IMF Executive Board Concludes 2008 Article IV Consultation with the Republic of YemenPublic Information Notice (PIN) No. 09/29
March 4, 2009
Public Information Notices (PINs) form part of the IMF's efforts to promote transparency of the IMF's views and analysis of economic developments and policies. With the consent of the country (or countries) concerned, PINs are issued after Executive Board discussions of Article IV consultations with member countries, of its surveillance of developments at the regional level, of post-program monitoring, and of ex post assessments of member countries with longer-term program engagements. PINs are also issued after Executive Board discussions of general policy matters, unless otherwise decided by the Executive Board in a particular case.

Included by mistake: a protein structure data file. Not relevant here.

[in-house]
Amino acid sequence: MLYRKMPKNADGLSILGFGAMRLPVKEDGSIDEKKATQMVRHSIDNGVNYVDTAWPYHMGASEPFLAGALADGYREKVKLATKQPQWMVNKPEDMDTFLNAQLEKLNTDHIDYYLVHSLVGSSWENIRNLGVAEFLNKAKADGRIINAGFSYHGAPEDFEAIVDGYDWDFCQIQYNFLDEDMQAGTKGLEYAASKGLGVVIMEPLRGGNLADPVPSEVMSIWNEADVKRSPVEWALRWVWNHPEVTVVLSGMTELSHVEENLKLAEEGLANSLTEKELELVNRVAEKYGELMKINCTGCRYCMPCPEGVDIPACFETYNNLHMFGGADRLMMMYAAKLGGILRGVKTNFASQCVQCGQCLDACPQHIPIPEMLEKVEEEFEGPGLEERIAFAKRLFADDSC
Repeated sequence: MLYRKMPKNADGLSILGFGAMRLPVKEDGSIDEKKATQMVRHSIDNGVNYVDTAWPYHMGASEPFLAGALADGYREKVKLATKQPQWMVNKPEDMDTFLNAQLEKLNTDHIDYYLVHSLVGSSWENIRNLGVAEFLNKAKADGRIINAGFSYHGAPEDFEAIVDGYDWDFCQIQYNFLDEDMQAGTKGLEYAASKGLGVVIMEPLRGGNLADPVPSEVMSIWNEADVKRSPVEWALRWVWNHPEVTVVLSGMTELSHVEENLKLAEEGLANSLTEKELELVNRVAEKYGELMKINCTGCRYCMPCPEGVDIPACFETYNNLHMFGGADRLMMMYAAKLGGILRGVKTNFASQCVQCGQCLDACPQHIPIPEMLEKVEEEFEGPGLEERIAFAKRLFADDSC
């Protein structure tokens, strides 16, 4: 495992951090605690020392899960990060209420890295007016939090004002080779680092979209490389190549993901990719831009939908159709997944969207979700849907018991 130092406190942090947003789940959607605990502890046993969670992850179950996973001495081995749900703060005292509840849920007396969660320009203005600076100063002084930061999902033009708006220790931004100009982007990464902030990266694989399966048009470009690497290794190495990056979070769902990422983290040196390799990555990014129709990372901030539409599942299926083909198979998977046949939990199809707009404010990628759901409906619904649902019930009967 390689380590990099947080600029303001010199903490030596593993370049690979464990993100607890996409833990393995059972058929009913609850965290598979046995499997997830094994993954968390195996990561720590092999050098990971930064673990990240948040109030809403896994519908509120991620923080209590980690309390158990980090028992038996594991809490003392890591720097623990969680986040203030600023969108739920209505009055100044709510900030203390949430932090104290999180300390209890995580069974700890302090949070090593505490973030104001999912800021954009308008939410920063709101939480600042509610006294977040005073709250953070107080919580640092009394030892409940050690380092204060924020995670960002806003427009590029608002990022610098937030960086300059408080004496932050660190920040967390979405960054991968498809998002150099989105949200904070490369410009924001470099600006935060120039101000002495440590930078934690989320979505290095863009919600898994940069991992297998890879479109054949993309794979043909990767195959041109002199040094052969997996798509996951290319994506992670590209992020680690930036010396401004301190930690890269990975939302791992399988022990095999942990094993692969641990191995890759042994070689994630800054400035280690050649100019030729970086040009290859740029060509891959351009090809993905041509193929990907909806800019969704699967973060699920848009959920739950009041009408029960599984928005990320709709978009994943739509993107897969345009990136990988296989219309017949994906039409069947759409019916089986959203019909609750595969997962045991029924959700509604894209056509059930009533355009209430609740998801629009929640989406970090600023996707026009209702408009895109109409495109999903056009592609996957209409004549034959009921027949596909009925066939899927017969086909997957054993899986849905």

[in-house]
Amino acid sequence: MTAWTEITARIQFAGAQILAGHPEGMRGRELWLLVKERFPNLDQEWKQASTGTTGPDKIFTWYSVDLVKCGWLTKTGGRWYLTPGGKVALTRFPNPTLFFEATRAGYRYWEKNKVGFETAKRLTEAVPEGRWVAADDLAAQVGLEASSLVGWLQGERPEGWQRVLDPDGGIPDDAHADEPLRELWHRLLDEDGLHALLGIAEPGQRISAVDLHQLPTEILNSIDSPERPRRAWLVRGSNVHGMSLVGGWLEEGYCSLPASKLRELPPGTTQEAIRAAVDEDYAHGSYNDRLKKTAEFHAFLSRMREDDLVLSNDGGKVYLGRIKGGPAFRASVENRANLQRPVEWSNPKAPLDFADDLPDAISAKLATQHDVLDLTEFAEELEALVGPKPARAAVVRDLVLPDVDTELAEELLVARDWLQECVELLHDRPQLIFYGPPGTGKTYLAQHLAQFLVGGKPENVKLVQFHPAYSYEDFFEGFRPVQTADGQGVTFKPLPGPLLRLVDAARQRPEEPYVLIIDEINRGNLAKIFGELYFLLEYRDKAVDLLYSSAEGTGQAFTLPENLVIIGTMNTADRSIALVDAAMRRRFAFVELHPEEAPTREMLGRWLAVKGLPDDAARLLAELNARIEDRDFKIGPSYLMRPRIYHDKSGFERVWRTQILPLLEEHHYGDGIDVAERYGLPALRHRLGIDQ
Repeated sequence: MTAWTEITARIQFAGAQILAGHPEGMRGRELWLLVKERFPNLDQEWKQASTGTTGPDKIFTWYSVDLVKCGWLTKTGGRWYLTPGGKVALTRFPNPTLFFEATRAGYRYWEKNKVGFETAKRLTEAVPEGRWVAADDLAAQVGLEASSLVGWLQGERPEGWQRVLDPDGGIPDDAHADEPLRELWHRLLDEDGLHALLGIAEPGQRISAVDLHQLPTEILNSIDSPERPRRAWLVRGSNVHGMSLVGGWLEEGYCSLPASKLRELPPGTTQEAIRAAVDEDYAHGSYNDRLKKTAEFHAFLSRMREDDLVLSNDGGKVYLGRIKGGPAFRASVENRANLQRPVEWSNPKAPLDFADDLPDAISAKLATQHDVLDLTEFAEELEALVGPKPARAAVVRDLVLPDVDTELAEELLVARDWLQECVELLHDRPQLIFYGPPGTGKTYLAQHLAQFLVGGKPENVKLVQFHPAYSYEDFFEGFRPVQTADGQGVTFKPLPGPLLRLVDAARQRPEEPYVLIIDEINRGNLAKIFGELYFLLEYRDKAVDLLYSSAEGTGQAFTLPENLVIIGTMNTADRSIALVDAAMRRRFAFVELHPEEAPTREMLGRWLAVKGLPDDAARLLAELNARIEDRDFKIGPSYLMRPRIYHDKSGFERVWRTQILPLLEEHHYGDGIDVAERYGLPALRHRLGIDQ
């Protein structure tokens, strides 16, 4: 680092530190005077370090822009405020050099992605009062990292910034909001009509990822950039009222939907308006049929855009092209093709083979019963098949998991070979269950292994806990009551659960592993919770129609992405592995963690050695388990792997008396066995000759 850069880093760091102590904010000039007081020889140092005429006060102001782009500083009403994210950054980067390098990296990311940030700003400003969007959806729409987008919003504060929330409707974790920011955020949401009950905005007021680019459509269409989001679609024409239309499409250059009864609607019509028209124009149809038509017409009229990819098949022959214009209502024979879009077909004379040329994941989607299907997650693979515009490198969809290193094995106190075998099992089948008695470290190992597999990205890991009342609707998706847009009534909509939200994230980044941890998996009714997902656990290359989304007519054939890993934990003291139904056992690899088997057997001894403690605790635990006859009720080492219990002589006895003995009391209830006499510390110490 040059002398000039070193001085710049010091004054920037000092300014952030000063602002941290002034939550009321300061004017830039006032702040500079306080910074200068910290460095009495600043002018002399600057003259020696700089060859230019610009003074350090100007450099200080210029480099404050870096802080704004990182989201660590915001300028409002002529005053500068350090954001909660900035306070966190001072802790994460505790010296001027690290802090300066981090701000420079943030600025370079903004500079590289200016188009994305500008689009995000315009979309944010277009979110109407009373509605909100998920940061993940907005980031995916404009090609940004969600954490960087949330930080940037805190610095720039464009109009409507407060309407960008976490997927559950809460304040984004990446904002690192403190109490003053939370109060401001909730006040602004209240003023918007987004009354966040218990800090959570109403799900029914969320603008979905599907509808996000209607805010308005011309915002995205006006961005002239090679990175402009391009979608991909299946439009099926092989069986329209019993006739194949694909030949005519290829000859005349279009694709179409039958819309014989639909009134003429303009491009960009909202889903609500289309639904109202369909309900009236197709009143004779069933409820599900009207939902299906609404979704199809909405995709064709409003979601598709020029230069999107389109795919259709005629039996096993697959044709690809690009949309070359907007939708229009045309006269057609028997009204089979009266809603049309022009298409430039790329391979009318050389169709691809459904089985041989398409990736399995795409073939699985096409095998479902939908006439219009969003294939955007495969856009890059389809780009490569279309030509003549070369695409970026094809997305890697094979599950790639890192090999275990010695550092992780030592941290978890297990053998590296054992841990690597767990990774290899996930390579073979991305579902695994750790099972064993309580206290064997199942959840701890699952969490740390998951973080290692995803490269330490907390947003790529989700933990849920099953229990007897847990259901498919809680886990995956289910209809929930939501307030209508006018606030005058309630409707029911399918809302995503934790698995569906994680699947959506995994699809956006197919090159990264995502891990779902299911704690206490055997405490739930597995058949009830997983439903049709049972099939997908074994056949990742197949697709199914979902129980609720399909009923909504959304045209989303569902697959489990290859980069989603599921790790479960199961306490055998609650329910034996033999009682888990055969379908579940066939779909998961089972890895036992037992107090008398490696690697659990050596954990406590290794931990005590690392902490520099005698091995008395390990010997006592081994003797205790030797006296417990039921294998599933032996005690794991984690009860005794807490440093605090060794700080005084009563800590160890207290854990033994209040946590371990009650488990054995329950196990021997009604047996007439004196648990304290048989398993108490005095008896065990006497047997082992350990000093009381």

On January 16, 2008, the Executive Board of the International Monetary Fund (IMF) concluded the Article IV consultation with the Republic of Yemen.1
Yemen remains one of the poorest countries in the region and is far from achieving the Millennium Development Goals. Oil production has been in decline since 2000. In the absence of major discoveries, reserves could be depleted in 10-12 years. The start of a new liquefied natural gas (LNG) project from 2009 will only partly compensate for the expected decline in crude oil. Yemen faces considerable challenges in dealing with the transition to a non-oil economy, generating strong non-hydrocarbon economic growth, ensuring fiscal and external sustainability, and reducing poverty and unemployment.